“Hegel defined ethical life (Kierkegaard uses a Danish expression, ‘det Sædelige’, which is a direct translation of Hegel’s ‘das Sittliche’),” Hannay continues, 

as the identification of the individual with the totality of his social life. The basic idea behind an ethics of Sittlichkeit is that public morality, or the principles of social and political cohesion underlying any actual society, are expressions of universal human goals. If there is a human telos (goal) at all, that is where it finds expression. Thus in order to become moral the individual should conform to, and begin to want to act in accordance with, the principles of public morality that any State must be based on. ‘The State’, says Hegel, ‘in and by itself is the ethical whole.’ This is precisely the idea of the ethical as the universal which the problemata present as a hoop that Abraham must jump through in order to prove the morality of his action. Abraham consistently fails.

It isn’t merely, or even primarily, Hegel that Kierkegaard has in mind, I would argue, when he refers to “ethics in the sense of social convention.” It’s Hans Lassen Martensen, his former teacher and eventual Bishop of Copenhagen. “De Sædelige” is the title of the first section of the first volume of Martensen’s Den christelige Ethik (Christian Ethics). Sædelighed, which according to Martensen, has its foundation in the family unit, is the foundation of Christian ethics. Den christelige Ethik was not published until after Kierkegaard’s death, but Martensen was an ardent follower of Hegel from the beginning of his philosophical career and is repeatedly and mercilessly caricatured as such by Kierkegaard.

“The general thrust of Protestant liberal thought from Kant to Hegel,” observes C. Stephen Evans in his introduction to Sylvia Walsh’s translation of Fear and Trembling (Cambridge, 2006), 

has been to understand genuine religious faith in ethical terms. Kant himself had closely linked true religious faith to the ethical life: “Apart from a good life-conduct, anything which the human being supposes that he can to do to become well-pleasing to God is mere religious delusion and counterfeit service of God.” When Kantian ethics is converted by Hegel to Sittlichkeit then the equation of faith with the ethical sets the stage for the triumph of Christendom and the identification of religious faith with social conformism. (p. xxix)

“Kierkegaard thinks that genuine faith,” continues Evans, “requires an individual relation with God that is personally transformative.” According to Kierkegaard, argues Evans, faith in God “is not reducible to fulfilling one’s social roles.” Such faith serves as the basis, he observes, however, of a renewal of the self and of social institutions. 

Only ethics in this new, specifically religious sense really counts as ethics for Kierkegaard because only through a transformation of the individual is there any hope of that individual’s conforming his or her will to the substance of the moral law. Outside of Grace, guilt is too debilitating, to corruptive of the subjective determining ground of the will.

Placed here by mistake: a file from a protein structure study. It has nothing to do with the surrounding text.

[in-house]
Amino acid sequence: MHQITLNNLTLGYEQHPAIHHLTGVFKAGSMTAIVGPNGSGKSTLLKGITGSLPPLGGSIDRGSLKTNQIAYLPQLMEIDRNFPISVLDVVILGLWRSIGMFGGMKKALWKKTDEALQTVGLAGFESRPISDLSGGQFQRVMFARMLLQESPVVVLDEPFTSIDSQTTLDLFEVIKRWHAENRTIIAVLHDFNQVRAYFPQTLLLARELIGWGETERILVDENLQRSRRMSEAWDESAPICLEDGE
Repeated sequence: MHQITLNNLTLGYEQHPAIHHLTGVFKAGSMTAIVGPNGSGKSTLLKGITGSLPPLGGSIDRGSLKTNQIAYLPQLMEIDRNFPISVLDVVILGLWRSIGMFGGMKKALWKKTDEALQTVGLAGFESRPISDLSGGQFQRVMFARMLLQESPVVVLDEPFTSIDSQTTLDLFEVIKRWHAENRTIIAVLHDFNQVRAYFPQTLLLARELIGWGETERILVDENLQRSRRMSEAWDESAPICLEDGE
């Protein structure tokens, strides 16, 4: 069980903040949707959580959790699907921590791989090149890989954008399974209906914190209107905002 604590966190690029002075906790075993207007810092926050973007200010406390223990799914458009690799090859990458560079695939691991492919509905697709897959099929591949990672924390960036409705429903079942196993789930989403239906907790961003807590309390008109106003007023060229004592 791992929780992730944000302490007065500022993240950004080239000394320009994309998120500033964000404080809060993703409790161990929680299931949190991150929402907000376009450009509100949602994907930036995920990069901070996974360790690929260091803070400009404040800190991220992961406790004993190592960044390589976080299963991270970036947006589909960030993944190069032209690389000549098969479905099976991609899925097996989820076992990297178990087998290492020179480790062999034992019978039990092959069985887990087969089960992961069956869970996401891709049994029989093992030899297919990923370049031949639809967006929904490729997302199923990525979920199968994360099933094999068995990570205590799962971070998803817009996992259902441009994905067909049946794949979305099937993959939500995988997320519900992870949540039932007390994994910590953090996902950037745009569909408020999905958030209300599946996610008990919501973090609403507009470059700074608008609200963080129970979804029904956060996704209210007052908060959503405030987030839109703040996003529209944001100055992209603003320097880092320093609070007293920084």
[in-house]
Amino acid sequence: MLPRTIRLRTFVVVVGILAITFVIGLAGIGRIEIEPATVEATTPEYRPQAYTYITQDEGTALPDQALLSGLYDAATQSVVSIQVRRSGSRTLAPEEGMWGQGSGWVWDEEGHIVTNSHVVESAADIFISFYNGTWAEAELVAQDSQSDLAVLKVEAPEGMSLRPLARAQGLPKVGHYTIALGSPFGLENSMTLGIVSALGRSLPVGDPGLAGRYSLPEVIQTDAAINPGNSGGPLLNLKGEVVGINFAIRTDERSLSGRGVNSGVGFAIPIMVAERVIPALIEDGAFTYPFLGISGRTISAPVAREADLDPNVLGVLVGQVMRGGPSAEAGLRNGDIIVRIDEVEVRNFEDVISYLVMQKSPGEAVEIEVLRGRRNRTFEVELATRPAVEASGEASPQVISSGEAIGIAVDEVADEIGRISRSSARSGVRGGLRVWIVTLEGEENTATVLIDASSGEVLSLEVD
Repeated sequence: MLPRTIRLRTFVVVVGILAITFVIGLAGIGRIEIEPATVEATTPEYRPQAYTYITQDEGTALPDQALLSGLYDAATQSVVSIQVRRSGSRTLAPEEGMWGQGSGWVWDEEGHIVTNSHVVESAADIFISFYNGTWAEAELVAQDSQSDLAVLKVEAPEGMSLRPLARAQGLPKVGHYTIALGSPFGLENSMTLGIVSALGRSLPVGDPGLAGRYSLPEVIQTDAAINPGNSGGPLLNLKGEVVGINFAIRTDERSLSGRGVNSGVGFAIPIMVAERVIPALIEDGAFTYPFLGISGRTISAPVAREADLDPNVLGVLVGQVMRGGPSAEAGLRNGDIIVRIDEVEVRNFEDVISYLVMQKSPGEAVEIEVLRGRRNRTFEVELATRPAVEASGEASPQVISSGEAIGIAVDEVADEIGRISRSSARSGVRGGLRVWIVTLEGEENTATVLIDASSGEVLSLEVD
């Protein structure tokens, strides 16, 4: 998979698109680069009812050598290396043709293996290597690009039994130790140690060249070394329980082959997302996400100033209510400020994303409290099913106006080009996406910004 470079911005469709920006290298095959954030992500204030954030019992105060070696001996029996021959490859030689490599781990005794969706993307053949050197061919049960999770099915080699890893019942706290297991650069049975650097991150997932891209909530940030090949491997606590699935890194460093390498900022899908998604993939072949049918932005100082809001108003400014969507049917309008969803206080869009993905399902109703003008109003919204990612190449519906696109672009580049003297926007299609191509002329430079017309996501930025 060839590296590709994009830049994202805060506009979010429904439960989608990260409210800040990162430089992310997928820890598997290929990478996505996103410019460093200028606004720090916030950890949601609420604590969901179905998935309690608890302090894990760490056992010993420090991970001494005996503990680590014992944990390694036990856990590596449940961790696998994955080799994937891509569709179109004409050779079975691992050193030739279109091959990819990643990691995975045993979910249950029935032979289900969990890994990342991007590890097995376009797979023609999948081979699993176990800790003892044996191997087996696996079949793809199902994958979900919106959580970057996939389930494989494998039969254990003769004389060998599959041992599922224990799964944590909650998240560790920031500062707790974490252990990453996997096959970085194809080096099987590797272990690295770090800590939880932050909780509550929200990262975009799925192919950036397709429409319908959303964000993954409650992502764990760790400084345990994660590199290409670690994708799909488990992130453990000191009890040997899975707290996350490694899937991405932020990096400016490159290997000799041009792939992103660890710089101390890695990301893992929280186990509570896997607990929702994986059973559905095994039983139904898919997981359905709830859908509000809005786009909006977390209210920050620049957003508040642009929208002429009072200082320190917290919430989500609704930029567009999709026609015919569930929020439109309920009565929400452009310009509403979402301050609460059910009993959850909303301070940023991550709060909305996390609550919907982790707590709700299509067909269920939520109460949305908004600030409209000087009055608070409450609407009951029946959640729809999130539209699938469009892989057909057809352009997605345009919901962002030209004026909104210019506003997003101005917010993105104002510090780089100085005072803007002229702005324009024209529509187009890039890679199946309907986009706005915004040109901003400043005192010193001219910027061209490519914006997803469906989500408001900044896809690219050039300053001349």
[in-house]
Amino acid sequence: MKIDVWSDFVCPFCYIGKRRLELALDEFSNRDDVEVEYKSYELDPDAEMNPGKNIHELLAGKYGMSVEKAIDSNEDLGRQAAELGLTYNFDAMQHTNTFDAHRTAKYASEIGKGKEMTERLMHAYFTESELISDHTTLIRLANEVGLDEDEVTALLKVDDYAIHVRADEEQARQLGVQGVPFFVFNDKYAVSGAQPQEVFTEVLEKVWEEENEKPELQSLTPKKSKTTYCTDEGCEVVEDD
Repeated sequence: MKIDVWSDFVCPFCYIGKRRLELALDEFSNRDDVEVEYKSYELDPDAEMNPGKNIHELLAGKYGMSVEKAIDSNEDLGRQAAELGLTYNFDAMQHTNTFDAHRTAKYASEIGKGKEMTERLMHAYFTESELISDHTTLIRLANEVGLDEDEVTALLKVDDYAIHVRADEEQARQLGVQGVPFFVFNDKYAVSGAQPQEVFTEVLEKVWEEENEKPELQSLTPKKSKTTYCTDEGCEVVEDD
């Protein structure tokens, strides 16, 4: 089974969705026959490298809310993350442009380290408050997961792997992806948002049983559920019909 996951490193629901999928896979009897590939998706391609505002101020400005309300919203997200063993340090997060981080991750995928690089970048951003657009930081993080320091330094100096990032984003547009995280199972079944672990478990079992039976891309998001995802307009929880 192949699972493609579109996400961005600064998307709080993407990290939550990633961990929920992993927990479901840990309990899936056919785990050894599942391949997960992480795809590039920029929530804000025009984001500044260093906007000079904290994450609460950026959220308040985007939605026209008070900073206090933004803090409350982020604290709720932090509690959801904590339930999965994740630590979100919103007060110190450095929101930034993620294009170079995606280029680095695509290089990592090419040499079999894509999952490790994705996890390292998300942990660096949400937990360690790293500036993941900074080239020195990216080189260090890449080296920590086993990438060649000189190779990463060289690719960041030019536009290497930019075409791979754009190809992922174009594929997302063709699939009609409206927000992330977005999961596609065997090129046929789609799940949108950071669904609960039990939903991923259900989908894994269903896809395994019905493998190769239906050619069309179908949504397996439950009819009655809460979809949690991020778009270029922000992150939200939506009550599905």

Hannay’s own view is that Kierkegaard “envisages some alternative” to the Hegelian principle of morality whereby there is no genuine conflict between what ethics requires and what God commands. Not only that, Hannay goes so far as to assert that Johannes de silentio, the pseudonymous author of Fear and Trembling, envisages such an alternative. 

Evans doesn’t give Johannes de silentio so much credit as Hannay does, but they agree that the view of ethics that equates it with Sittlichkeit/Sædelighed was not one to which Kierkegaard himself subscribed. Such a view is amply supported by the repeated qualifications of “the ethical” in Fear and Trembling as “the universal,” and at least one completely unequivocal reference to “the ethical in the sense of social convention” (Det Ethiske i Betydning of det SædeligeSKS 4, p. 153/SV, 2nd ed. III, p. 123). Unfortunately, the allusion to Hegel is obscured in both the Hongs’ and, more surprisingly, Hannay’s own translation of the relevant passage. The Hongs have “[t]he ethical in the sense of the moral” (p. 59) and Hannay has “[t]he ethical in the sense of ethical life” (p. 88). 

That Kierkegaard envisages an alternative to the Hegelian view of ethics is widely recognized by scholars. Kierkegaard is a famous opponent of Hegel on this point, as well as on many others. Scholars are familiar with Kierkegaard’s hyphenated expression “ethical-religious.” Ethics cannot ultimately be separated from religion, according to Kierkegaard, in the manner that both Hegel and Martensen try to do. More particularly, ethics cannot be separated from Christianity, as is clear in, for example, Kierkegaard’s ethical treatise Works of Love. 

If there is a God, then there is a way that God wants his creatures to relate to him (or her or it). That is, if there is a God, then the proper relation to God is the individual’s telos and insofar as the proper relation to God is going to involve relating in a particular way to the rest of creation, then ethics is subsumed under religion which means there cannot be any conflict between ethical duty and religious duty. The two are the same.